Peeking Behind the Curtain
The phrase ‘peeking behind the curtain’ refers to seeing something or being made aware of something that is generally hidden or kept from common knowledge.
Consider a magician who performs a trick that amazes you. The reason you are impressed is because you have no knowledge as to how the trick is done. If you were to ‘peek behind the curtain’ and find out how the illusion was performed then it wouldn’t have the same effect and you wouldn’t be impressed. So, sometimes it is not in our best interest to ‘peek behind the curtain’. However, in some cases it just isn’t right that certain knowledge is kept from us. I mention all this because the following information allows us to ‘peek behind the curtain’ of the health care system and see how it really came to be.
The landscape of medicine prior to 1910 did not look like anything we have today. As a matter of fact it looked a lot like what we refer to today as ‘alternative’. Medicine in 1910 primarily embraced chiropractic, homeopathic and naturopathic philosophies plus herbal remedies to cure the ills of the day. Pharmaceuticals had not been developed yet, but organic chemistry (the study of carbon compounds) had recently discovered that they could separate certain molecules from petroleum and produce many different things; including drugs.
The Flexner Report of 1910 was a book length assessment of the Canadian and American medical systems carried out by Abraham Flexner and sponsored by the Rockefellers, the Carnegies and the AMA (American Medical Association) who had designs on changing the medical system of the day to a unified system under their control. Apparently, the education process for doctors up to this point was unregulated and there was a plethora of institutions teaching various ideas and techniques to anyone with an interest and enough money. In the eyes of those who were wanting to revamp this free-market approach to the education system, they felt it did not always comply with the mission statement of the AMA, which is to promote the art and science of medicine and the betterment of public health. The Flexner Report identified not only the need to regulate the education of doctors but also the opportunity to regulate how medicine was administered to the public.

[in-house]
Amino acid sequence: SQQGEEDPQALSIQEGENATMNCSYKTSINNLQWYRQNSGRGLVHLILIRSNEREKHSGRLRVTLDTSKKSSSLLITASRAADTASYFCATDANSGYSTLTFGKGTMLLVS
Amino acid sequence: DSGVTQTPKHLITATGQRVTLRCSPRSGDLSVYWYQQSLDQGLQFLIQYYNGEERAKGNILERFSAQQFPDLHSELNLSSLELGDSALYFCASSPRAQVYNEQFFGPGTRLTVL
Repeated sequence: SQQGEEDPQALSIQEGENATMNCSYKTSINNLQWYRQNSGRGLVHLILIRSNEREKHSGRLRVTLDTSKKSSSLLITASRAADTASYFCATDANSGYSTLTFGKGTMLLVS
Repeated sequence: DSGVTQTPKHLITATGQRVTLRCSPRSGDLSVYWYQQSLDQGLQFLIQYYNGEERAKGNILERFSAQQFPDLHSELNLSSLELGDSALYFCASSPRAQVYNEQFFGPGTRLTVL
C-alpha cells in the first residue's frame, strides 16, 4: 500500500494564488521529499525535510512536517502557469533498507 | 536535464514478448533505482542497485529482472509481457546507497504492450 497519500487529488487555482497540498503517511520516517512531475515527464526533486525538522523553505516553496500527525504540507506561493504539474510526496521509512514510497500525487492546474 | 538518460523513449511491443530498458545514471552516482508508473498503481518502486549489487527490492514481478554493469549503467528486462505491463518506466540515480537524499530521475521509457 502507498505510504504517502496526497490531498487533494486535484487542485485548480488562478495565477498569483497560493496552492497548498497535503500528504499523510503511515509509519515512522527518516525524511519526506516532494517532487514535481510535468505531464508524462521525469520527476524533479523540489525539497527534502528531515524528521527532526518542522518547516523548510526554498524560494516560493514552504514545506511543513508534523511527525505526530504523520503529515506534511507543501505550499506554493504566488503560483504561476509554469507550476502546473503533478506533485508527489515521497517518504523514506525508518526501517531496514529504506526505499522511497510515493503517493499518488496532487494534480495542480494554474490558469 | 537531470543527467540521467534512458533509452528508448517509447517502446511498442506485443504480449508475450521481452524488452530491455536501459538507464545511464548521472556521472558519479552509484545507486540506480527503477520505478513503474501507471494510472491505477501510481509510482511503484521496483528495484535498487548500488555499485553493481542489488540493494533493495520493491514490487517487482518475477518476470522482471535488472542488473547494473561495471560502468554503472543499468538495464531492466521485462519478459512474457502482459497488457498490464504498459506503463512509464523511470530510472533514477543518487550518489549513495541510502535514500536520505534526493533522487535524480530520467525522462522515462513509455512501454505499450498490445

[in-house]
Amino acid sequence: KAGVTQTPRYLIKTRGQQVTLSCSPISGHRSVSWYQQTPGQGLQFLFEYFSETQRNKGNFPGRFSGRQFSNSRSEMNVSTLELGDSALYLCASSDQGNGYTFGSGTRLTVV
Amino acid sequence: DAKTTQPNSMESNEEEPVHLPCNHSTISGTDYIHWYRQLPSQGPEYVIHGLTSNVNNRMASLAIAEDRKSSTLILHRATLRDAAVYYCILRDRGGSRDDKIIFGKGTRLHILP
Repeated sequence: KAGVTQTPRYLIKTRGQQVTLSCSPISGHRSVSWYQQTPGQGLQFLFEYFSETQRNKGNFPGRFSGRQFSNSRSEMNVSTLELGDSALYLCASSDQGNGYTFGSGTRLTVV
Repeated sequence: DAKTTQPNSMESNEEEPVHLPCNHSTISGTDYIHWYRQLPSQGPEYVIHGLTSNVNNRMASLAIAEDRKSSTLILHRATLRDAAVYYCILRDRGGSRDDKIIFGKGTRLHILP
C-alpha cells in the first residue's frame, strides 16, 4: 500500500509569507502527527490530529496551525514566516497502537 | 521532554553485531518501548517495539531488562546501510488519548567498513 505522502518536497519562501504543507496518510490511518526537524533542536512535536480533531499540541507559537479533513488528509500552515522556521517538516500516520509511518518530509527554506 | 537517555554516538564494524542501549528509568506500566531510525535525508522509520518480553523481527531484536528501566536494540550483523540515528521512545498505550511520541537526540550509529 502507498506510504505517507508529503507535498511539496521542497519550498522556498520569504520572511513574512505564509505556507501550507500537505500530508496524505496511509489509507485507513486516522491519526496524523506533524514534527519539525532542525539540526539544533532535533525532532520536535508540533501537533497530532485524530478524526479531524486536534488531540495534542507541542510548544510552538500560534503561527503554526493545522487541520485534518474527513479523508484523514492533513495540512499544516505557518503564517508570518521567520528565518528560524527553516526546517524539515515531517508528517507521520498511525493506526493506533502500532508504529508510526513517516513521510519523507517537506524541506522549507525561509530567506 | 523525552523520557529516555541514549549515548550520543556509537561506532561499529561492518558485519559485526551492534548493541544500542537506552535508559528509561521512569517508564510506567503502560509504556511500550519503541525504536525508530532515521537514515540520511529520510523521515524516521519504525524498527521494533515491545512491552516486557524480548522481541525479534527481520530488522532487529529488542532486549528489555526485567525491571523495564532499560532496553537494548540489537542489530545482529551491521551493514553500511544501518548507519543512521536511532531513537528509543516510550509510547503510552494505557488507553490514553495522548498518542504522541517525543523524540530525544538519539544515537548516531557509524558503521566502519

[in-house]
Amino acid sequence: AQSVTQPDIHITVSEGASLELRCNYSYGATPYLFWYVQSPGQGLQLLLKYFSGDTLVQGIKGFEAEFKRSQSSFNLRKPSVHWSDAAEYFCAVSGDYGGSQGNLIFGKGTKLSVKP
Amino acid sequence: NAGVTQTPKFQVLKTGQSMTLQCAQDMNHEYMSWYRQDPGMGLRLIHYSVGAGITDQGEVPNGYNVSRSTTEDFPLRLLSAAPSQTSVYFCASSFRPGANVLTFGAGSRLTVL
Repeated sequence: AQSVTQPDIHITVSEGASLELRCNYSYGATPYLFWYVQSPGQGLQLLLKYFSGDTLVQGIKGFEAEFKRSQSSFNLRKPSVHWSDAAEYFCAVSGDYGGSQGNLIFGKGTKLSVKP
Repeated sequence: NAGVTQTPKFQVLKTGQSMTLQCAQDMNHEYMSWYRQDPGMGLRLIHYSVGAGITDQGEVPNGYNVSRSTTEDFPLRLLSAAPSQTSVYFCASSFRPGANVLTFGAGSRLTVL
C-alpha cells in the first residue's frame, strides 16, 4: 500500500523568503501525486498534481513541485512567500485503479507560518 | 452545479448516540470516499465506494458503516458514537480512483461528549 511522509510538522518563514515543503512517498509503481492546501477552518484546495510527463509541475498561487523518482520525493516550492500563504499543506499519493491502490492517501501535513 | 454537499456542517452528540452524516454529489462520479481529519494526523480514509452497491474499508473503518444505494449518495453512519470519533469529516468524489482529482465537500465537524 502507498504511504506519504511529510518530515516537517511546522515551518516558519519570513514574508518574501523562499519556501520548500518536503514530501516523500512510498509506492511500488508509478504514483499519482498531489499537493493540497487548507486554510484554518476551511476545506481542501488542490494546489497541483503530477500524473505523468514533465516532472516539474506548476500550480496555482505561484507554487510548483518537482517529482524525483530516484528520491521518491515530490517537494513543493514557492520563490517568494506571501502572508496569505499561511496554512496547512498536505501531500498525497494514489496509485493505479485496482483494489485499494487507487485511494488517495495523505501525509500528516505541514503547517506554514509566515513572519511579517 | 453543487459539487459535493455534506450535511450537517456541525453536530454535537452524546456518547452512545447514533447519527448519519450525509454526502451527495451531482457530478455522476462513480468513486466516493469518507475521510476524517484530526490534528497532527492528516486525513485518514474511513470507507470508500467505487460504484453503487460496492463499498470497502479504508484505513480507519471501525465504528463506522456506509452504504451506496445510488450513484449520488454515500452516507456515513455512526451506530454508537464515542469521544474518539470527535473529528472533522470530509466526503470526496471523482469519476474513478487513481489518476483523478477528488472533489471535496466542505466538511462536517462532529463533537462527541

Under the guise of improving the medical system in North America the sponsors of the Flexner Report set forth on a multi-faceted approach to regulate the medical system by:
– reducing the number and type of schools offering a medical degree.
– increasing the minimum standards for each school to qualify as a medical school.
– rewriting the educational process to a more science-based format.
Although some of these changes could be deemed as necessary, it allowed the Rockefellers, Carnegies and the AMA to create a whole new breed of doctors who would be ‘branded’ by the new science-based pharmaceutical approach to medicine. Ultimately, they had succeeded in basically eliminating the competition to any of the schools which they financially supported. In addition, this financial support allowed them to dictate what type of ‘medicine’ would be promoted through that school.
An unforeseen by-product of this new regulated approach to medicine was that the new breed of doctors did not have the same patient care component that their predecessors had. Under the alternative approach that was prevalent prior to 1910, the doctors viewed the patient as a whole being, considering their emotional as well as their physical well-being. The new science based doctors were separated from their patients because they were now treating symptoms of a condition or ailment and not the whole patient.
Even though the Flexner Report and its cronies considered themselves successful in eliminating their competition by reducing the number of modalities available to the public, it came at a great expense to our society as a whole. They had essentially thrown out the baby with the bath water when you think of all the proven effective cures that have been discredited and forced to go ‘under-ground’ or even leave the country entirely. If it didn’t have a pharmaceutical connection it was labelled as ineffective and invalid. Even up until 1976 the AMA was still trying vigorously to bring down the chiropractic profession and discredit their efficacy. Thankfully, however, the courts ruled in favor of the chiropractors in a hard fought court battle. Even today, the FDA is still bringing suits against a doctor in Texas (plus many others) who have been offering effective programs of cancer treatment that have helped hundreds or thousands of people reverse their condition. To take it a step further, this regulated medical system has also robbed each of us of many effective alternative choices as well. So when it comes to your own personal health, I think it really does become necessary to ‘peek behind the curtain’ from time to time.